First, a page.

ENJOY!


Thursday, November 17, 2011

November 17: World Prematurity Day

In honor of World Prematurity Day, I would like to raise awareness about prematurity as a risk factor for autism. Recent studies have found an increased risk of autism in infants born prior to 33 weeks gestation. Click here to visit Autism Speaks for a review of prematurity related research.

It is still unclear how or why premature birth may be related to autism. Parents of children who are born prematurely are often aware of the medical, physical and cognitive challenges that their child may face. However, these studies indicate that parents should also keep an eye on behavioral aspects of their child's development.

As an occupational therapist working in early intervention, I think it is important to educate parents about developmental delays that their child may be at risk of developing. I would like to see physicians, nurses, therapists and other medical professionals educating parents of premature infants about risk factors for autism. These parents are so often told to not worry and that their child will catch up (which is often true), that professionals don't always take their concerns about autism seriously.

How do you educate families about risk factors association with prematurity?

Wednesday, November 16, 2011

ABLE Act 2011 - It's time to call your senators and members of congress


The Achieving a Better Life Experience (ABLE) Act of 2011 was introduced on Tuesday with bi-partisan support. The ABLE Act would enable contributions to tax-free 529 savings accounts for people with disabilities. This savings account would be similar to funds for college savings and would allow individuals with disabilities and their families to deposit earnings into a tax-exempt savings account to help pay for qualified expenses. Qualified expenses could include education, housing, transportation, employment support, health prevention and wellness, and assistive technology. Click here to check out a one page summary created by Autism Votes with a detailed description of qualified expenses.


What you can do to help:
  • Contact your member of congress and your senators and ask for their support. Autism Votes has created a basic letter that you can use. Click here to check it out. The website also identifies your members of congress and senators for you based on your address. Your child or family member does not have to have autism to use this template. You can add to it and customize it to describe your personal situation.
 
  • Spread the word. Ask your friends and family to get involved by sending in an email of their own.
 
  • Use social networking. Post something like this (courtesy of Autism Votes) on your Facebook page:
"Please help me contact our Congressmember & Senators today to ask for their support for the ABLE Act of 2011.  This bill will allow me to save for the future care needs of (CHILD's NAME) in the same way you set aside money for your child's college fund.  It takes 5 minutes and will help our family. Write DONE so I can thank you!"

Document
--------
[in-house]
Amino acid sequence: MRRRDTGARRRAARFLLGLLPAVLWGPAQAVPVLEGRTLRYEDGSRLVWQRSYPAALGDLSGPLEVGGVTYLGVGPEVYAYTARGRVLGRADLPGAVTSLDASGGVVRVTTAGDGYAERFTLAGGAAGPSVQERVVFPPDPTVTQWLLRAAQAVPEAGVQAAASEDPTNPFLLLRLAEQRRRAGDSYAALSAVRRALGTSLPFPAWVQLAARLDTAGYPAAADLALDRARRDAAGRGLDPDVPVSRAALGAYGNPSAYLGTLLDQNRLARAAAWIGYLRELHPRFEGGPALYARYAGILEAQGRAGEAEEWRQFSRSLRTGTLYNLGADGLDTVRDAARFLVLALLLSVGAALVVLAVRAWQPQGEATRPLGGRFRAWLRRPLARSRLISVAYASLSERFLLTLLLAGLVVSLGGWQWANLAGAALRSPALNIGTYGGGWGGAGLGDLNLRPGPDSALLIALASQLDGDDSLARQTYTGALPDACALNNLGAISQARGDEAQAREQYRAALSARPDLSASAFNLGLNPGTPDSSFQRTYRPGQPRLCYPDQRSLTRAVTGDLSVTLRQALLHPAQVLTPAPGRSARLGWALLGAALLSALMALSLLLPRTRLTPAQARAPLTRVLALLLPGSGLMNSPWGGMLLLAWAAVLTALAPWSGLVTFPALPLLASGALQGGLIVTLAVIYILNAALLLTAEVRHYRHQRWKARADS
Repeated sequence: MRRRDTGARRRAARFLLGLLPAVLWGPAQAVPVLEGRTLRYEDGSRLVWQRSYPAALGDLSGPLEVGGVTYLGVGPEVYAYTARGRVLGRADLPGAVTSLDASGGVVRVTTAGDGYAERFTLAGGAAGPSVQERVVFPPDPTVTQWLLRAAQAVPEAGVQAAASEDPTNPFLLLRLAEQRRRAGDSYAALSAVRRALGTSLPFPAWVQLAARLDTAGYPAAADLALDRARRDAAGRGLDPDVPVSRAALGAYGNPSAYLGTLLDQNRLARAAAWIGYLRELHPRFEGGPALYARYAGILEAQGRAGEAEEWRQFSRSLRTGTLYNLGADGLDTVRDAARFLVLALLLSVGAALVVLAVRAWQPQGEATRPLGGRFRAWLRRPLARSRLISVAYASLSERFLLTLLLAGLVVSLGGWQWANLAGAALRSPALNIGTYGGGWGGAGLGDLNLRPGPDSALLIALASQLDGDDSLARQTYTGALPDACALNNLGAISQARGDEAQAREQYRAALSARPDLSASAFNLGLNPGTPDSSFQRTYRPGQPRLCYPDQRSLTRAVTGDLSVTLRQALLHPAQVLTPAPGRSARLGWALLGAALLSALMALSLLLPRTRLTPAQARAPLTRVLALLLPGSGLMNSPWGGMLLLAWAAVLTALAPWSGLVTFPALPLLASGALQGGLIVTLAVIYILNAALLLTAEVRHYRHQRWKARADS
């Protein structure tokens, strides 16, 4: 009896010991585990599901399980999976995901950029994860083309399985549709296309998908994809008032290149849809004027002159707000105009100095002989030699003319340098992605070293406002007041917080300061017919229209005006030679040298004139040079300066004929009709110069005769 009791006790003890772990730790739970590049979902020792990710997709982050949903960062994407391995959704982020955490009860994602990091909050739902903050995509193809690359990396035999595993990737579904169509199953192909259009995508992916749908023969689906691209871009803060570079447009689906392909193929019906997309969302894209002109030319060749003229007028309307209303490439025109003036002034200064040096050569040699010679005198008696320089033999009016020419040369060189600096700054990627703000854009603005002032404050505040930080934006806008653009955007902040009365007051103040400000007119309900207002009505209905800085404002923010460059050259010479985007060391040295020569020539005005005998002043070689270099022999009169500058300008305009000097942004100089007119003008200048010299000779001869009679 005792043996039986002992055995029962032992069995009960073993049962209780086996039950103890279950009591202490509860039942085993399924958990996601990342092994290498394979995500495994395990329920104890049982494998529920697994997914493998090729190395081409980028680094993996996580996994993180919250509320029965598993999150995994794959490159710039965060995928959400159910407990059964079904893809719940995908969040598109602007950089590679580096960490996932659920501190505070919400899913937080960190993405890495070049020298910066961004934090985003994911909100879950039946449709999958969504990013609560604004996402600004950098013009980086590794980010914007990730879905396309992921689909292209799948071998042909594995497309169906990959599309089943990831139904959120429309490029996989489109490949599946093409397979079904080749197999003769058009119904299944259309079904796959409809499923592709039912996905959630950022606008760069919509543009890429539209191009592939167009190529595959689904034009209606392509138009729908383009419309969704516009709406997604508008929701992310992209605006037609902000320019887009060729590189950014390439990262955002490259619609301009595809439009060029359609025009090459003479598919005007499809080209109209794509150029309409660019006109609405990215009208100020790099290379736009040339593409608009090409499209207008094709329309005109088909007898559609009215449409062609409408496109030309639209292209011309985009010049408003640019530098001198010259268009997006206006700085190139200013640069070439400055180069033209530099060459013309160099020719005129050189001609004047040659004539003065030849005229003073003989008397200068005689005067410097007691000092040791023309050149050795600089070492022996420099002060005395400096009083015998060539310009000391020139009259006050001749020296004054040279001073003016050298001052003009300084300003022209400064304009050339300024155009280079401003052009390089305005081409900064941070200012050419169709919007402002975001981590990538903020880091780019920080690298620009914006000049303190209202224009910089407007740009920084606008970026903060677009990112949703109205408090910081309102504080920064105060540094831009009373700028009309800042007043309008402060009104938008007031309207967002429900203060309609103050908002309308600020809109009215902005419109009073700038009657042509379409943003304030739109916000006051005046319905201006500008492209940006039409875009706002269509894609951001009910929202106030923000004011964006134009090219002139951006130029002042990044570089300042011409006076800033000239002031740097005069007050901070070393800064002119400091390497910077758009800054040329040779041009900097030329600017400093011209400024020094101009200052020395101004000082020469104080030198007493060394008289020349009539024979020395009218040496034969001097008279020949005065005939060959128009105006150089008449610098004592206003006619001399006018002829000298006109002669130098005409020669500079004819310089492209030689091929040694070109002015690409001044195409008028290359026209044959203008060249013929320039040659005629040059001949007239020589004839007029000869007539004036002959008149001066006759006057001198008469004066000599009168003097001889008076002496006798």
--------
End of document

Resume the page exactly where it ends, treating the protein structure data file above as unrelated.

Please take 5 minutes out of your day to support this Act. Passage of the ABLE Act would be life changing for individuals with disabilities and their families. Check out Autism Votes for more information.
 

Fine Motor Turkey

It's almost Thanksgiving, which means it's turkey time!
To make a turkey like this one, all you need is a pinecone and some pipe cleaners.

Just twist the pipe cleaners to make feathers




And then stick the 'feathers' in the pinecone




This is a great Thanksgiving activity to work on fine motor skills!

Check back later this week for more turkey activities!




Monday, November 14, 2011

Pumpkin Spice Playdough

Playdough is always a fun way to work on fine motor skills. The addition of pumpkin pie spice to this traditional playdough recipe smells so good you will want to eat it!

What you'll need:
  • 1 cup of flour
  • 1/2 cup of salt
  • 2 teaspoons cream of tartar
  • 2 teaspoons pumpkin pie spice
  • 1/2 teaspoon cinnamon
  • 1 tablespoon of vegetable oil
  • 1 cup of water
  • food coloring (approximately 5 drops of red and 12-15 drops of yellow)
 First, combine the dry ingredients in a pan:

                                   








 Then, add the oil, water and food coloring:










Stir until smooth:












Stirring constantly with a rubber spatula, cook the mixture over medium heat until it forms a ball, approximately 3 minutes:
Let the dough cool slightly and then knead until it has a smooth texture:
Store in a ziploc bag for 1-2 weeks to maintain freshness. 

To make stems, gather some noodles, a ziploc bag and green food coloring:



Place the noodles in the ziploc bag with a few drops of food coloring and a teaspoon of water. Squish the noodles around until they are colored. Place on a plate to dry before using.

Have fun rolling and squeezing the playdough into little pumpkins! Work those little fingers to add the stems:
Or maybe make one big pumpkin!